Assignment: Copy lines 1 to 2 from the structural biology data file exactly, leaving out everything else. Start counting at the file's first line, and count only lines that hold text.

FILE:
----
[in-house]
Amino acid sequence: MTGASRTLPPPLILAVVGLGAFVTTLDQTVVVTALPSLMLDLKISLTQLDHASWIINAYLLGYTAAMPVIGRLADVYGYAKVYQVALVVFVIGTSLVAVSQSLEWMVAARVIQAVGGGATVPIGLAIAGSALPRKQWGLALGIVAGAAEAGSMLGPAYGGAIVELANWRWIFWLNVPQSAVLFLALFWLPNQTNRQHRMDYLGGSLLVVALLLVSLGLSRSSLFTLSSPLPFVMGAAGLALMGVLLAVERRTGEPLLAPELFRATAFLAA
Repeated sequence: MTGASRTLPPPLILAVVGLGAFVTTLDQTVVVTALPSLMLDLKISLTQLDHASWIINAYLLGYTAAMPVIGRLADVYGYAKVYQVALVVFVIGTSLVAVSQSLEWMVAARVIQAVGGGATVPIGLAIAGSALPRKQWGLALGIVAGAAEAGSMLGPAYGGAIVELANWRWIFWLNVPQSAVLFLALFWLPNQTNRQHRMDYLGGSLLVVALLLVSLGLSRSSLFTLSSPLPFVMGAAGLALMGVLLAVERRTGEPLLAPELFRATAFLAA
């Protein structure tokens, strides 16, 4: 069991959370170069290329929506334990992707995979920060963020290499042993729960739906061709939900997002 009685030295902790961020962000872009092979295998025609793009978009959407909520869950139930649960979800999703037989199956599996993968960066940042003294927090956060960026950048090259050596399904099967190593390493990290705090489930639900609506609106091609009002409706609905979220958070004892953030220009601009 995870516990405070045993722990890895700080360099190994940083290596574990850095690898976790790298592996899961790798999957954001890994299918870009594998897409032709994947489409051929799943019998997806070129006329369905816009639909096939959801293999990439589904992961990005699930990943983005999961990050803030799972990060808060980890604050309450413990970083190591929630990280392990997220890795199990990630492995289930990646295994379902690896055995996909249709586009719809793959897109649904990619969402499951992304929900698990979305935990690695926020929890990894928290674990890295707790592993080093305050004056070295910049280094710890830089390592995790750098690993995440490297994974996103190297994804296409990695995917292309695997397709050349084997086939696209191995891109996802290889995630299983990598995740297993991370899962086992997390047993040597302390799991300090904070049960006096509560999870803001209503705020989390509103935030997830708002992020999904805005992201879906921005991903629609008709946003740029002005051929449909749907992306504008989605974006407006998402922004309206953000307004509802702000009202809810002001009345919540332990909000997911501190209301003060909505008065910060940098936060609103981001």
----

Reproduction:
[in-house]
Amino acid sequence: MTGASRTLPPPLILAVVGLGAFVTTLDQTVVVTALPSLMLDLKISLTQLDHASWIINAYLLGYTAAMPVIGRLADVYGYAKVYQVALVVFVIGTSLVAVSQSLEWMVAARVIQAVGGGATVPIGLAIAGSALPRKQWGLALGIVAGAAEAGSMLGPAYGGAIVELANWRWIFWLNVPQSAVLFLALFWLPNQTNRQHRMDYLGGSLLVVALLLVSLGLSRSSLFTLSSPLPFVMGAAGLALMGVLLAVERRTGEPLLAPELFRATAFLAA